There were no changes to the Canadian benchmark interest rate in 2019, with the target rate staying at 1.75 per cent. Bank of Canada governor Stephen Poloz seemed reluctant to reverse course after last year’s upwards rally, and while trade tensions, housing and the oil sector continue to be concerns, the governor seems content with where rates currently sit. Meanwhile, the Federal Reserve in the U.S. was quick to pull rates downwards to help bolster inflation towards its target. After pushing rates upward in 2018 and holding the target range at 2.25 per cent and 2.50 per cent for the first half of 2019, the central bank cut rates three times to the 1.50 per cent to 1.75 per cent range. Jerome Powell, the central bank chair, has indicated that rates will stay at this level for the time being; any further escalations with China or Iran may change that.

Even with interest rates staying constant in Canada, bonds experienced positive performance in 2019, albeit to a much smaller degree than stocks. The FTSE TMX Canada Universe Bond Composite ended 2019 up 6.9 per cent, with longer-term bonds faring better than shorter bonds. It would appear that even with the stock rally we have seen, investors are still interested in holding safer assets.

Meanwhile, the yield curve is currently inverted in Canada, with 2-year and 10-year Government of Canada benchmark bonds offering yields of 1.68 and 1.64 per cent, respectively. In the U.S., the yield curve has normalized, with the 2-year rate falling to 1.58 per cent and the 10-year rate to 1.92 per cent, a positive signal for markets.


It was a good year for the loonie, with the Canadian dollar claiming the title of best-performing major currency against the greenback in 2019, ending the year at $0.770 USD/CAD, up 5.0 per cent. Much of this can be attributed to the Bank of Canada’s firm position on interest rates; with other world powers lowering rates, even a steady policy can lead to an appreciating dollar. To be fair, however, the loonie did also start from a low, hitting 73 cents last December, and with oil prices rising, speculation played a big role in bolstering our fossil fuel-dependent currency.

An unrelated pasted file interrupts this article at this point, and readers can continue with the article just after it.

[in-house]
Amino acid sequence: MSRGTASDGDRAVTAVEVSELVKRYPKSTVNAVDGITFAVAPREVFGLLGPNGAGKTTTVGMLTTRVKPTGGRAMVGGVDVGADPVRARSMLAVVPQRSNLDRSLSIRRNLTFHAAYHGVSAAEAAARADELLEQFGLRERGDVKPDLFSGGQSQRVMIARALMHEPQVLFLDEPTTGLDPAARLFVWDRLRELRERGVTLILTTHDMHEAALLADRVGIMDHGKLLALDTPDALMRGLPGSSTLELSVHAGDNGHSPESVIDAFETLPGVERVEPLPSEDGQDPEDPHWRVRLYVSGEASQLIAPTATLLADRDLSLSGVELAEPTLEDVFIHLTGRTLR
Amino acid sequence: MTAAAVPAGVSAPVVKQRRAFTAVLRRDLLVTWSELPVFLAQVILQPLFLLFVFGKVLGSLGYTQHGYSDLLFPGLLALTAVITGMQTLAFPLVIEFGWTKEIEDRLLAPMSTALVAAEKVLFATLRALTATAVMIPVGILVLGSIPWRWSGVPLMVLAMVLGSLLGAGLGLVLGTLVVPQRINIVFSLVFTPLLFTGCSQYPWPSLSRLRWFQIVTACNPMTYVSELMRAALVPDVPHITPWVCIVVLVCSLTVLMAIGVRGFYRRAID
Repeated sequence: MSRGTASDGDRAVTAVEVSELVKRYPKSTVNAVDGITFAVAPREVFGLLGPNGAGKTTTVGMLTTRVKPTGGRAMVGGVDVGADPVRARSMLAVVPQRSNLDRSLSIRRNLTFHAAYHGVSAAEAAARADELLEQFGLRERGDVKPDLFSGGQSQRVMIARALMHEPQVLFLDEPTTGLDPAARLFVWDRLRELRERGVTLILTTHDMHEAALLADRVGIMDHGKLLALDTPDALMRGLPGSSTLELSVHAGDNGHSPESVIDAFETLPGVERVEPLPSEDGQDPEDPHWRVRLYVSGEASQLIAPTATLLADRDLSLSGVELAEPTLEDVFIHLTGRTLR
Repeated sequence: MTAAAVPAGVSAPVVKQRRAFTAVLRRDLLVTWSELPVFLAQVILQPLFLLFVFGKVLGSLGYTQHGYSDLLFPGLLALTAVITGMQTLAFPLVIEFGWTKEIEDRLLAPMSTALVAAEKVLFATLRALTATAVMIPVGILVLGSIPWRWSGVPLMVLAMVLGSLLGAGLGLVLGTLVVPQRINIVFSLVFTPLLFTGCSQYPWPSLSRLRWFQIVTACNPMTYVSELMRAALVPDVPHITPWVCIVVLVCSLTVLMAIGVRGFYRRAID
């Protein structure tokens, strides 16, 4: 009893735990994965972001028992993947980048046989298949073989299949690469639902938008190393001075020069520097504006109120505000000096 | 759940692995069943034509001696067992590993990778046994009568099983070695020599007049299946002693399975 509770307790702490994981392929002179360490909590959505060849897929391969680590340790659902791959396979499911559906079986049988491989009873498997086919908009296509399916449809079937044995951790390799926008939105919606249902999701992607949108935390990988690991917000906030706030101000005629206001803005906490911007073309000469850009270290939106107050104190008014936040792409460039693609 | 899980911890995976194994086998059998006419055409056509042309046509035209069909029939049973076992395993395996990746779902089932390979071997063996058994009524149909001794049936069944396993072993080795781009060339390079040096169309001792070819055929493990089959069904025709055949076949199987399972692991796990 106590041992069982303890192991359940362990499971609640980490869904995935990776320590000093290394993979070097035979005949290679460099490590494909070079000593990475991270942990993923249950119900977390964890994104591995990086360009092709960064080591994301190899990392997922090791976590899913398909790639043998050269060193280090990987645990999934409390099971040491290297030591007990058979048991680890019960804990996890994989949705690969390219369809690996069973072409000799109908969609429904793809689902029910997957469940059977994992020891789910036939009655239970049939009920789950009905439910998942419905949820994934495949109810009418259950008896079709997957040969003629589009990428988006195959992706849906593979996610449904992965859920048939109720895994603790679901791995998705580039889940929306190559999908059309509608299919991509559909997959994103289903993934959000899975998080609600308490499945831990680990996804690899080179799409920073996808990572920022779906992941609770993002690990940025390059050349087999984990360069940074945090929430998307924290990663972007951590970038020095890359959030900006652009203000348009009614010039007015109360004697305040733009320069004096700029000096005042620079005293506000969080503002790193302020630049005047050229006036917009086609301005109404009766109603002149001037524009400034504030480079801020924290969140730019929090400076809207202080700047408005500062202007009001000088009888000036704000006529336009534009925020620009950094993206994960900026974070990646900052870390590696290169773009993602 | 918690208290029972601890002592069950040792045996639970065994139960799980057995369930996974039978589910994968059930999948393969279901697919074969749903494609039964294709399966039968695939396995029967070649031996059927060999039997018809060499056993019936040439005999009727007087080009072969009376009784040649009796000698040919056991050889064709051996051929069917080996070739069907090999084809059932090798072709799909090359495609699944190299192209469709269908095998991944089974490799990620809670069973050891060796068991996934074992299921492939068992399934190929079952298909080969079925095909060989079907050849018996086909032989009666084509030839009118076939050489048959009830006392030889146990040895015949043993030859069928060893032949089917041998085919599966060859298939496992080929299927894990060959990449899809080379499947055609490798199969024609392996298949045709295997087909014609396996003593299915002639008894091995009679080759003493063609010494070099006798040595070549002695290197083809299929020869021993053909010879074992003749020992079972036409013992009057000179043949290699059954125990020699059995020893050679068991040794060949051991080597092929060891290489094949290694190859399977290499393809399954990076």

Canada saw its trade deficit narrow to $1.1B in November, down from roughly $3.8B at the beginning of the year. While the numbers were skewed by an eight-day strike at Canadian National Rail that halted shipments of oil, grains and potash, the deficit has remained below $2.0B since March, even achieving a surplus in May. Meanwhile, the USMCA agreement is mere steps away from ending North American trade tensions. While Mexico is still the only trade partner to have ratified the agreement, it has received bipartisan support in the States, and Canada may ratify the deal as early as this month.


Oil had a volatile year, but the West Texas Intermediate ($WTIC) ended 2019 at US$61.06 a barrel, up a hardy 34.5 per cent. Rising tensions in the Middle East were a key factor; in September, we saw a temporary spike after an attack on two major Saudi oil facilities, and we have seen a steady incline amid the deteriorating relationship between the U.S. and Iran, something that reached a breaking point this January when the U.S. assassinated Iranian Major-General Qassem Soleimani.

Gold prices are also a key benefactor of conflict, with many flocking to the metal to “escape” market risk in times of turmoil. After peaking around September, prices receded slightly, ending the year at US$1520.50, an 18.7 per cent return. The shiny stuff is far from its historical peak, having surpassed US$2,000 in 1980 and again in 2011, but it does signal investor pessimism, especially given its upwards movement so far into 2020; with stock markets still reaching all-time highs, it has indeed been a strange start to the year.

This report is provided for your information. Conclusions and opinions given do not guarantee future events or performance. Facts and data provided are from sources we believe to be reliable, but we cannot guarantee they are complete or accurate. This report is not to be construed as an offer to sell or a solicitation of an offer to buy any securities. Before making an investment or adopting an investment strategy, each investor should review his investment objectives with their investment advisor. Watson Di Primio Steel (WDS) Investment Management Ltd. and individuals and companies who are related may, at any time, buy or sell securities that are hereby described in this report.